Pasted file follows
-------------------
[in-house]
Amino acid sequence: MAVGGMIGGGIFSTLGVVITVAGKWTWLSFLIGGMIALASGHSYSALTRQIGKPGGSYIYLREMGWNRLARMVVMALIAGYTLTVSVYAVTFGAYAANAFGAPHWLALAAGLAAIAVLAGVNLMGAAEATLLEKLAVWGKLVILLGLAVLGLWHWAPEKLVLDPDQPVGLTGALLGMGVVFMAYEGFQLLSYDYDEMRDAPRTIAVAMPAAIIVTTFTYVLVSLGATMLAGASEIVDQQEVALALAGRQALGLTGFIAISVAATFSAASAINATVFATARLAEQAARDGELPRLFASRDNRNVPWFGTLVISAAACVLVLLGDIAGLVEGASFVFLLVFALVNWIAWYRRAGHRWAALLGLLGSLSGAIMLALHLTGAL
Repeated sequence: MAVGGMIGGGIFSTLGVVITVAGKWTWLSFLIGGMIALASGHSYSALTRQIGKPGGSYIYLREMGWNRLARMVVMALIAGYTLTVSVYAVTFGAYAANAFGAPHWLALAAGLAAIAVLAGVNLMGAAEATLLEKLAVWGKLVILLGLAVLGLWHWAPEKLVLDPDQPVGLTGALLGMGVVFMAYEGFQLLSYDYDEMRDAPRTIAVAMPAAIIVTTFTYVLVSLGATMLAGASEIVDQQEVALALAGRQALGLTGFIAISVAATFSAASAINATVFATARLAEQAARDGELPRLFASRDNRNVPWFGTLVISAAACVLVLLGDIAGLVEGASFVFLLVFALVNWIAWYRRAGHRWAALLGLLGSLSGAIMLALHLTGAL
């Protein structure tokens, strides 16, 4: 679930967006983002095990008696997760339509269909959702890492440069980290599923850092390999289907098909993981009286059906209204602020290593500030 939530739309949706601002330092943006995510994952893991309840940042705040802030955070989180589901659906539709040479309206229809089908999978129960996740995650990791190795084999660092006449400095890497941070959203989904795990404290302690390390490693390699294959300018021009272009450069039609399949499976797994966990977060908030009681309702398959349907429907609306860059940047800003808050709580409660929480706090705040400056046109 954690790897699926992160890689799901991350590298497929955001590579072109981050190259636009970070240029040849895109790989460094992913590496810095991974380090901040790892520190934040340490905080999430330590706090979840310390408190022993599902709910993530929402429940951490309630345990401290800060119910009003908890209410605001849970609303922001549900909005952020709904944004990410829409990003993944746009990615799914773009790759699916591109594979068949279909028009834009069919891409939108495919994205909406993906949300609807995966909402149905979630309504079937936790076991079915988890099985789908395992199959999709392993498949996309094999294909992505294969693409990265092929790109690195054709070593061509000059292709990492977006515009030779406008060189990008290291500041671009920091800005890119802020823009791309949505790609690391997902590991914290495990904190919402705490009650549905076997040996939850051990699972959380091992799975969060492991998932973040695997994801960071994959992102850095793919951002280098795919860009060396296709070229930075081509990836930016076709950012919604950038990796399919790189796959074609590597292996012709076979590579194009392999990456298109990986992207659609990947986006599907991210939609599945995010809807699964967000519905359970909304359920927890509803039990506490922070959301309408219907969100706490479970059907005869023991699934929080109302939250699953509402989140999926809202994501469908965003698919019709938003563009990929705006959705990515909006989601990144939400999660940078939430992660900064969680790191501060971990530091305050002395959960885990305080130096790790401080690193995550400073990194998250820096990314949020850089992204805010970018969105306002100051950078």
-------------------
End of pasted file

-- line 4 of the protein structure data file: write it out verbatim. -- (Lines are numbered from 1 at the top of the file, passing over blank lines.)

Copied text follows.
């Protein structure tokens, strides 16, 4: 679930967006983002095990008696997760339509269909959702890492440069980290599923850092390999289907098909993981009286059906209204602020290593500030 939530739309949706601002330092943006995510994952893991309840940042705040802030955070989180589901659906539709040479309206229809089908999978129960996740995650990791190795084999660092006449400095890497941070959203989904795990404290302690390390490693390699294959300018021009272009450069039609399949499976797994966990977060908030009681309702398959349907429907609306860059940047800003808050709580409660929480706090705040400056046109 954690790897699926992160890689799901991350590298497929955001590579072109981050190259636009970070240029040849895109790989460094992913590496810095991974380090901040790892520190934040340490905080999430330590706090979840310390408190022993599902709910993530929402429940951490309630345990401290800060119910009003908890209410605001849970609303922001549900909005952020709904944004990410829409990003993944746009990615799914773009790759699916591109594979068949279909028009834009069919891409939108495919994205909406993906949300609807995966909402149905979630309504079937936790076991079915988890099985789908395992199959999709392993498949996309094999294909992505294969693409990265092929790109690195054709070593061509000059292709990492977006515009030779406008060189990008290291500041671009920091800005890119802020823009791309949505790609690391997902590991914290495990904190919402705490009650549905076997040996939850051990699972959380091992799975969060492991998932973040695997994801960071994959992102850095793919951002280098795919860009060396296709070229930075081509990836930016076709950012919604950038990796399919790189796959074609590597292996012709076979590579194009392999990456298109990986992207659609990947986006599907991210939609599945995010809807699964967000519905359970909304359920927890509803039990506490922070959301309408219907969100706490479970059907005869023991699934929080109302939250699953509402989140999926809202994501469908965003698919019709938003563009990929705006959705990515909006989601990144939400999660940078939430992660900064969680790191501060971990530091305050002395959960885990305080130096790790401080690193995550400073990194998250820096990314949020850089992204805010970018969105306002100051950078």